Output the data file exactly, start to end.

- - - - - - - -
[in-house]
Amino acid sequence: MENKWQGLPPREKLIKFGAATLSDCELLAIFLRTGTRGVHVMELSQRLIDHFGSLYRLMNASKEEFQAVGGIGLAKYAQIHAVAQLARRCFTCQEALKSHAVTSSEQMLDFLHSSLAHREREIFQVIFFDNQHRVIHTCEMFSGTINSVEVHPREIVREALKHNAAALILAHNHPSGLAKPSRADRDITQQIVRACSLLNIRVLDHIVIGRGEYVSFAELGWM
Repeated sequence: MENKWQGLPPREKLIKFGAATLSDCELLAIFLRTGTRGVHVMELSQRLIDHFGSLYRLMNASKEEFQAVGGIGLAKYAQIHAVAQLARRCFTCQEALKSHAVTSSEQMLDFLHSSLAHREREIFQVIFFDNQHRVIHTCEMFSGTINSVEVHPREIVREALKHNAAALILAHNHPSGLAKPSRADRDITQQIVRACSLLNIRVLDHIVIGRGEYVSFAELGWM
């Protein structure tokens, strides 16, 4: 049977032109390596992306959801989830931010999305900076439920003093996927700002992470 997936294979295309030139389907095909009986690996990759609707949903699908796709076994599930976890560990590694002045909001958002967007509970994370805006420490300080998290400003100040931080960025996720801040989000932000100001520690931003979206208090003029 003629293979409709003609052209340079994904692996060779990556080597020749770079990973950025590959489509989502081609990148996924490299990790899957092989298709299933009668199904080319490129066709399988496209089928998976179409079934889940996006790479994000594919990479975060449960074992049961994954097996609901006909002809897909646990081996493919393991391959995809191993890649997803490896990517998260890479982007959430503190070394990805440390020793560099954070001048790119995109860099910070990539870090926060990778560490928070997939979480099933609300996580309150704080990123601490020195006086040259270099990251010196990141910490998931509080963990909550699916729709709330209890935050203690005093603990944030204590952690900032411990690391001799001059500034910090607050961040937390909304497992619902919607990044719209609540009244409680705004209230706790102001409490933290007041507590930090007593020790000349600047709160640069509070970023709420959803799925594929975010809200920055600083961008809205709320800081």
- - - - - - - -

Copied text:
[in-house]
Amino acid sequence: MENKWQGLPPREKLIKFGAATLSDCELLAIFLRTGTRGVHVMELSQRLIDHFGSLYRLMNASKEEFQAVGGIGLAKYAQIHAVAQLARRCFTCQEALKSHAVTSSEQMLDFLHSSLAHREREIFQVIFFDNQHRVIHTCEMFSGTINSVEVHPREIVREALKHNAAALILAHNHPSGLAKPSRADRDITQQIVRACSLLNIRVLDHIVIGRGEYVSFAELGWM
Repeated sequence: MENKWQGLPPREKLIKFGAATLSDCELLAIFLRTGTRGVHVMELSQRLIDHFGSLYRLMNASKEEFQAVGGIGLAKYAQIHAVAQLARRCFTCQEALKSHAVTSSEQMLDFLHSSLAHREREIFQVIFFDNQHRVIHTCEMFSGTINSVEVHPREIVREALKHNAAALILAHNHPSGLAKPSRADRDITQQIVRACSLLNIRVLDHIVIGRGEYVSFAELGWM
């Protein structure tokens, strides 16, 4: 049977032109390596992306959801989830931010999305900076439920003093996927700002992470 997936294979295309030139389907095909009986690996990759609707949903699908796709076994599930976890560990590694002045909001958002967007509970994370805006420490300080998290400003100040931080960025996720801040989000932000100001520690931003979206208090003029 003629293979409709003609052209340079994904692996060779990556080597020749770079990973950025590959489509989502081609990148996924490299990790899957092989298709299933009668199904080319490129066709399988496209089928998976179409079934889940996006790479994000594919990479975060449960074992049961994954097996609901006909002809897909646990081996493919393991391959995809191993890649997803490896990517998260890479982007959430503190070394990805440390020793560099954070001048790119995109860099910070990539870090926060990778560490928070997939979480099933609300996580309150704080990123601490020195006086040259270099990251010196990141910490998931509080963990909550699916729709709330209890935050203690005093603990944030204590952690900032411990690391001799001059500034910090607050961040937390909304497992619902919607990044719209609540009244409680705004209230706790102001409490933290007041507590930090007593020790000349600047709160640069509070970023709420959803799925594929975010809200920055600083961008809205709320800081």